Monte Arabí

Some of its points of interest are:
Cantos de Visera, The “Mediodia” cave, Arabilejo and its cup and ring marks, The Cueva del Tesoro, Casa Marta’s chapel, Caserío de Los Ibañez

Cantos de Visera
Rock art in two rock shelters. In the first one we can observe forty Palaeolithic carvings and paintings of animals representing the fauna: bulls, horses, caprids. In the second there are seventy paleolithic carvings and paintings of animals among which the ones representing the fauna such as bulls, deers, equidae (the horse family), caprids and birds stand out. There are also schematic figures and paintings such as broken, snake-shaped, cruciform and point-sized lines, box work…
In spite of being painted read, they look darker (tending to black).


The “Mediodia” cave
Rock art. It’s located in an overhang serving as a kind of shelter over a plain several metres long, inside which there are several coves.
We can see three groups of paintings from different tonalities.
Figures painted in dark red. A horizontal zigzag line and a group of human figures with their arms interlocked.
Figures painted in yellow. A human figure, a very stylised figure, and a double stick-like symmetrical figure.
Figures painted in red. There are stick-like symmetrical figures, a very slender equestrian figure, two human figures, two figures drawn around a central axis and numerous arch-shaped ramifications, together with the representation of a caprid and above it, a double axe and two large-eyed small idols.


Arabilejo and its cup and ring marks
Engravings called “cazoletas” which are located in the southern part of el Arabilejo, a small mountain 900 metres high with a wide plain on its summit, which we must consider to be part of Iberian schematic art. The technique used for its elaboration is pecking, descaling and rock abrasion. There are more than fifty cup and ring hemispherical marks in el Arabilejo, which are connected by thin snake-shaped lines between the cup and ring marks.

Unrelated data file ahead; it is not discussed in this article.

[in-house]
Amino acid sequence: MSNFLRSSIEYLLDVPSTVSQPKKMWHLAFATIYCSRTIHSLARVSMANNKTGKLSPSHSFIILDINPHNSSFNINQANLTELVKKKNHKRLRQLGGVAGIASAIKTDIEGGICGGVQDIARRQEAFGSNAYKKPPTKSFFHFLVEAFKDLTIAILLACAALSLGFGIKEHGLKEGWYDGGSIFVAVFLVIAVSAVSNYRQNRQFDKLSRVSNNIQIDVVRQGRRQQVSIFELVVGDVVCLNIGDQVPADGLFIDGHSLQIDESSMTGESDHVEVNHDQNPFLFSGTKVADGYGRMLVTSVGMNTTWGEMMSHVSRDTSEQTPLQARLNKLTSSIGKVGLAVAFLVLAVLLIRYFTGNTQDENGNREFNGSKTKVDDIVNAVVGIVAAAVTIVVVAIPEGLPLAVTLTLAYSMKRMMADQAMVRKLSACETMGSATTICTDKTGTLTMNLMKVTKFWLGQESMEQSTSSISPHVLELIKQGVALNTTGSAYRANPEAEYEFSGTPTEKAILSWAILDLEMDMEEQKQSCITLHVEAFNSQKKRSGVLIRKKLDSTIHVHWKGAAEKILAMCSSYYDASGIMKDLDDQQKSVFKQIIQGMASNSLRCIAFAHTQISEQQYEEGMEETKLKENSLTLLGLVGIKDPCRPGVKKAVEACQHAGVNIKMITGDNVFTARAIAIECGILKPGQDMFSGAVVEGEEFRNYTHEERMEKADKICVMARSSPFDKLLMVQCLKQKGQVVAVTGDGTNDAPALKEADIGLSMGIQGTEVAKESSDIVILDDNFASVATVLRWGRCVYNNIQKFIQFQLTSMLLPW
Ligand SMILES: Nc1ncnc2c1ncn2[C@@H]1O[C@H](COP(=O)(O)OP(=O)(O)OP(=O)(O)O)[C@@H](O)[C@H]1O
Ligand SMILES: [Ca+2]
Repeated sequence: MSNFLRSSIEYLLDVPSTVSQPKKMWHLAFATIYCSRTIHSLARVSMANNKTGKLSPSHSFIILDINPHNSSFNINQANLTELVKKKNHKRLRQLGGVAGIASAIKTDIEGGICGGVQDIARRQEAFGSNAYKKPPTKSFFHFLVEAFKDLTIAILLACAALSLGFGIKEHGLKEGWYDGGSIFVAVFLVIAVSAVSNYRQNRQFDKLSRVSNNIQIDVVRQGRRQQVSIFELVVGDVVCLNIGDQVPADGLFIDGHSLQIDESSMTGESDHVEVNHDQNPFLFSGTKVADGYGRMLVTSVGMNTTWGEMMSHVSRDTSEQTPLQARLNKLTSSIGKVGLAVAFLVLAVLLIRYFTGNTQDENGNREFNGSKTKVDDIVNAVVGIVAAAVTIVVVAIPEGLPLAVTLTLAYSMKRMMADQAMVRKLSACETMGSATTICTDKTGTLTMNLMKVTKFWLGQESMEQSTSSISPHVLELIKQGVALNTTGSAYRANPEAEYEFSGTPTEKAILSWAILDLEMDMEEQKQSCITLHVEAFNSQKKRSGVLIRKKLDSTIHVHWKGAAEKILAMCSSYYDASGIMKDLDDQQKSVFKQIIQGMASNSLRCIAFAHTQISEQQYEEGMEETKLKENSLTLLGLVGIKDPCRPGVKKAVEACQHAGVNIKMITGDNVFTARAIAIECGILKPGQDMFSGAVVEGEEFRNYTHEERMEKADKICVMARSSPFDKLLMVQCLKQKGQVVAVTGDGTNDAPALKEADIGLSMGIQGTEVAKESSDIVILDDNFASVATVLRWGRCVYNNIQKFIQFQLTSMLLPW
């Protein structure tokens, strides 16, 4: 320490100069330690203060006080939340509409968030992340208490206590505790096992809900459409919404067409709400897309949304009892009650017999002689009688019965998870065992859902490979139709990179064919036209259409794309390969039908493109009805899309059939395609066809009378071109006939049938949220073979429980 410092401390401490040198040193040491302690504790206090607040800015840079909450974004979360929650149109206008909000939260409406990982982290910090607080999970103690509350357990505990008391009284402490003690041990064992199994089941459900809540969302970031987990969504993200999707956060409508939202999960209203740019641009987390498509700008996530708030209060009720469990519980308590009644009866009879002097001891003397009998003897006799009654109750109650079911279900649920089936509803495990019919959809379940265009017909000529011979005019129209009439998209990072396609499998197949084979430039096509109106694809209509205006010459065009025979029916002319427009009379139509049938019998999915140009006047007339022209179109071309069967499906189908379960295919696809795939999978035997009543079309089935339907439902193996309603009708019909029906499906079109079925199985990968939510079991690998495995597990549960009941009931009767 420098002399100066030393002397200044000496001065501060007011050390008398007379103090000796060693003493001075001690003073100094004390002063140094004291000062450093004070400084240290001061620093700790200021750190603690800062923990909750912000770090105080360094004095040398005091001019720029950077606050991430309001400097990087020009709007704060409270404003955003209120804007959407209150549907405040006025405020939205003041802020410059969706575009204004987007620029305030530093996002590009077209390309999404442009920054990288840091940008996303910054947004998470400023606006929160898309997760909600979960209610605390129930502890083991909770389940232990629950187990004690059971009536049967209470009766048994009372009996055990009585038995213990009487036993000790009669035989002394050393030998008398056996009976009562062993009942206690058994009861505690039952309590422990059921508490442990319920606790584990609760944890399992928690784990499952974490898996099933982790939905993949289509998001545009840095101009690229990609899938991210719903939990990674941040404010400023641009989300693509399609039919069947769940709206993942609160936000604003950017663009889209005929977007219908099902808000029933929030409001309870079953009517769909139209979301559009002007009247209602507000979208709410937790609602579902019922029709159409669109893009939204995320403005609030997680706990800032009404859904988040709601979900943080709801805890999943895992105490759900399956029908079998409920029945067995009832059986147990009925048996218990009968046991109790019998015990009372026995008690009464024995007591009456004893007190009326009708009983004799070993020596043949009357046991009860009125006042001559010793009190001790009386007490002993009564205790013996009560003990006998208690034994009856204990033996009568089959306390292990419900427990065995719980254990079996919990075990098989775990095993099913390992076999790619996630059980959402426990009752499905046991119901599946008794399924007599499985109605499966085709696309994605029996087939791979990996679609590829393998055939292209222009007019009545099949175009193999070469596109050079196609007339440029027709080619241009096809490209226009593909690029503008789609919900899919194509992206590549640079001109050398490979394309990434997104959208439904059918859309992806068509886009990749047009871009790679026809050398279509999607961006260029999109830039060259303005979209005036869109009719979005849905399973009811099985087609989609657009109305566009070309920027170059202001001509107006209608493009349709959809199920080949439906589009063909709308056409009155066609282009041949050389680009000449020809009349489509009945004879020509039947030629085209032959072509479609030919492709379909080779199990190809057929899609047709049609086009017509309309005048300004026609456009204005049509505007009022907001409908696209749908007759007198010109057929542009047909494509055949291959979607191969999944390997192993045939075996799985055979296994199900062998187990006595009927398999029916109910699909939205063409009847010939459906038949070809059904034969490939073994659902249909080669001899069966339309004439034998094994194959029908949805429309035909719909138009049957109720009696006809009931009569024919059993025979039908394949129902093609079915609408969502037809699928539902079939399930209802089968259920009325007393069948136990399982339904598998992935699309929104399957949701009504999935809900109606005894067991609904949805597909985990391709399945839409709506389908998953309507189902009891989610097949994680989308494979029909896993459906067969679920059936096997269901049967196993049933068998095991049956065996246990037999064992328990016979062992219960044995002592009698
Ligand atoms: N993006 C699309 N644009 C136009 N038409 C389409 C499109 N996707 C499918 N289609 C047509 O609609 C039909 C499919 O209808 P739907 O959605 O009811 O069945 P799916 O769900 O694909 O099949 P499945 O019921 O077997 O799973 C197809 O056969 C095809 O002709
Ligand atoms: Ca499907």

This manifestation of rock art is directly related to the fortified village located in the summit of el Arabilejo. About twenty huts would make up a little population centre, dedicated to activities concerning farm economy around the mid-centuries of the II millennium B.C.


The Cueva del Tesoro
The entrance to the cave is at ground level, with a diameter of 0,6 metres. Then there is a short tunnel which must be crossed by crawling while descending slightly. Behind this tunnel there is a small room and several galleries which aren’t very deep.


Caserío de Los Ibañez
It’s a group of two storey workers’ houses with farmyards and stables, a well and a chapel with dovecote.
The well has a waterwheel for animal traction, protected by wooden beams and wattles.
The chapel was founded in 1752 dedicated to the Assumption of the Virgin Mary and then, of Saint Anthony of Padua. At present, it is well preserved.


Casa Marta’s chapel
It’s a chapel devoted to “Nuestra Señora del Rosario” (Our Lady of the Rosary), located in a small village called Casa Marta, which was built in 1749 according to the inscription in its entrance.